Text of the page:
# Pairings

## Idea

When $a$ and $b$ are elements of sets, the pairing of $a$ and $b$ is the ordered pair $(a,b)$.

It is natural to extend this to generalised elements in any category with binary products.

For products of higher arity, one can say tripling, quadrupling, etc, or just tupling.

## Definition

Let $X$ and $Y$ be objects of some category $C$, and suppose that the product $X \times Y$ exists in $C$.

Let $G$ be some object of $C$, and let $a\colon G \to X$ and $b\colon G \to Y$ be morphisms of $C$. Then, by definition of product, there exists a unique morphism $(a,b)\colon G \to X \times Y$ such that the obvious diagrams commute.

If we think of $a$ and $b$ as $G$-indexed elements of $X$ and $Y$, then $(a,b)$ is a $G$-indexed element of $X \times Y$.

## Examples

If $C$ is the category of sets and $G$ is the point, then $a$ and $b$ are simply elements, in the usual sense, of $X$ and $Y$; then $(a,b)$ is an element of $X \times Y$, the usual ordered pair $(a,b)$.

If $Y$ and $G$ are each $X$, with $a$ and $b$ each the identity morphism on $X$, then the pairing $(id_X,id_X)$ is the diagonal morphism $\Delta_X\colon X \to X^2$.

## Pairings versus products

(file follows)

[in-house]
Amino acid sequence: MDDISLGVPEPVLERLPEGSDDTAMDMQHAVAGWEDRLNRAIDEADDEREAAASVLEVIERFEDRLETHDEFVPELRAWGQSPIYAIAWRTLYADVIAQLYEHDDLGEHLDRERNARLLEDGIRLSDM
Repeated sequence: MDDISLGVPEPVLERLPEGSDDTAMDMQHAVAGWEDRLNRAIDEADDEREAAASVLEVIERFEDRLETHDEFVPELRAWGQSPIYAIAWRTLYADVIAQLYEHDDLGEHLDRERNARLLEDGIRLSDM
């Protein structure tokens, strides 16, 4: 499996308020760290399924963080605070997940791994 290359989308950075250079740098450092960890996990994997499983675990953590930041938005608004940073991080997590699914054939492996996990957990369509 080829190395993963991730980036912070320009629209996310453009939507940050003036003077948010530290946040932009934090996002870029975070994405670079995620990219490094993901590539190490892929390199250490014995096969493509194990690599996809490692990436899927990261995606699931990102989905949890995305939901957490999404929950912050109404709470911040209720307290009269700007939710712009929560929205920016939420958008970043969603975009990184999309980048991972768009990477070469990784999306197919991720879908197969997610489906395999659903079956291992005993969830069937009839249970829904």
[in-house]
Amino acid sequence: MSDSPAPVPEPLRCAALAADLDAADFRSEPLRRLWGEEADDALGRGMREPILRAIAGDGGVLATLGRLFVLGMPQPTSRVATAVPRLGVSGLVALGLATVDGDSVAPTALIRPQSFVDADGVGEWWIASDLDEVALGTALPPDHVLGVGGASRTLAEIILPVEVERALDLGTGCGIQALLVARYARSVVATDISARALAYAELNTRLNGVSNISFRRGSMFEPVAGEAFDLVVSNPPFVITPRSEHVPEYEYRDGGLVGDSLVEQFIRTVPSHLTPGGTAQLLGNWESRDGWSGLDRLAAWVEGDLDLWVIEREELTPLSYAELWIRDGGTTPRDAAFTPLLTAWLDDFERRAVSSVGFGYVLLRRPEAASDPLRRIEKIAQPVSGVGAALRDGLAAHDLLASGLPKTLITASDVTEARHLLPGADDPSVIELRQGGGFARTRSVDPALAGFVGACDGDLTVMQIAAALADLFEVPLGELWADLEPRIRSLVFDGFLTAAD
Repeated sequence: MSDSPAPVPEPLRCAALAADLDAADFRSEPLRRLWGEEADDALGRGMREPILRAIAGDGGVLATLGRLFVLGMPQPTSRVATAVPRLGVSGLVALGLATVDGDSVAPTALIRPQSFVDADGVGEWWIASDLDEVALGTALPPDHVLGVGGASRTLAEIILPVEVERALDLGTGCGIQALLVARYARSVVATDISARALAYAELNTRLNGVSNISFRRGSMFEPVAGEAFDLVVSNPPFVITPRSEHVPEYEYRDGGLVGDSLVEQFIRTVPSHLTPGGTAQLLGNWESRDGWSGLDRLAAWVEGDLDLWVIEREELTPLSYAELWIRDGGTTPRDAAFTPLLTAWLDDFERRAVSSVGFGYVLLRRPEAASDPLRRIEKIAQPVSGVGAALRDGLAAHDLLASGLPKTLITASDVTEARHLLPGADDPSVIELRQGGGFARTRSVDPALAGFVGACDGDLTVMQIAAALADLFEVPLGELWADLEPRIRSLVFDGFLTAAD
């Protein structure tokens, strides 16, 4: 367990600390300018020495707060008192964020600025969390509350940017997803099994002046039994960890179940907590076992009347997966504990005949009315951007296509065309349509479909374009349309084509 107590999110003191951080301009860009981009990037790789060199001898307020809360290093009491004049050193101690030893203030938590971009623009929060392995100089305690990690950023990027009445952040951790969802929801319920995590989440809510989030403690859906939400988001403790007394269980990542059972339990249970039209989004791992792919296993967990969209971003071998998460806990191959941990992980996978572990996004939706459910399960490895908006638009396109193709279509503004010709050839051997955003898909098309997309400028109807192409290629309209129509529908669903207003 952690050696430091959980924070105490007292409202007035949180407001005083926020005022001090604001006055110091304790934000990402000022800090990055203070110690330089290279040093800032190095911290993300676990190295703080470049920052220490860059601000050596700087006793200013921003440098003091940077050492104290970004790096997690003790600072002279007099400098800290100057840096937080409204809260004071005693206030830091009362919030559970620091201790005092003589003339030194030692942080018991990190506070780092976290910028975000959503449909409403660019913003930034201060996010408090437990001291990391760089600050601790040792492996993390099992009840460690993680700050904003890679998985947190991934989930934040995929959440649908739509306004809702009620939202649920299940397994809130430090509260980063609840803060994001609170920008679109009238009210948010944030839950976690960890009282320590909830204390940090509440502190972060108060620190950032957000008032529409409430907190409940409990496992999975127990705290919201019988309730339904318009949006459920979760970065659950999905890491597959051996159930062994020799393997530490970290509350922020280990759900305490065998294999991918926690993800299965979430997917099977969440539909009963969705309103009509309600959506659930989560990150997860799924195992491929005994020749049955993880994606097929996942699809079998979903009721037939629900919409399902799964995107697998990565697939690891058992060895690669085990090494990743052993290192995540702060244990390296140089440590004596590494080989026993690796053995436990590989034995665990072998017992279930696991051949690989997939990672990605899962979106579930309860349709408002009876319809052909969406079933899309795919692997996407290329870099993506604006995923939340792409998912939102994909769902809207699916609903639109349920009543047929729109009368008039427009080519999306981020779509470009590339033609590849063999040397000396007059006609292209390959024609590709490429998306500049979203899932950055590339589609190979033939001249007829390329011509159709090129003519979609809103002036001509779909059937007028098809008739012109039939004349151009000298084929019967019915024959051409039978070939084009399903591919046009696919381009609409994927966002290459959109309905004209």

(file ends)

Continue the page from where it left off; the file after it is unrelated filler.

Since taking products (when these always exist) is a functor, we can apply this operation to any two morphisms. That is, if $a\colon G \to X$ and $b\colon H \to Y$ are morphisms in a category $C$, and if the products $G \times H$ and $X \times Y$ exist, then we have a morphism $a \times b\colon G \times H \to X \times Y$. This is not the pairing $(a,b)$, for which the source is always $G$.

A pairing is the composite of a product and a diagonal morphism:

$G \overset{\Delta_G}\to G \times G \overset{a \times b}\to X \times Y ;$

conversely, a product is a pairing of two composites:

$\array { G \times H \to G \overset{a}\to X ,\\ G \times H \to H \overset{b}\to Y .}$

If $G$ and $H$ are each terminal, however, then $(a,b)$ and $a \times b$ are the same global element of $X \times Y$. Thus, both product morphisms and pairings are generalisations of ordered pairs in Set.

Last revised on November 1, 2011 at 07:19:32. See the history of this page for a list of all contributions to it.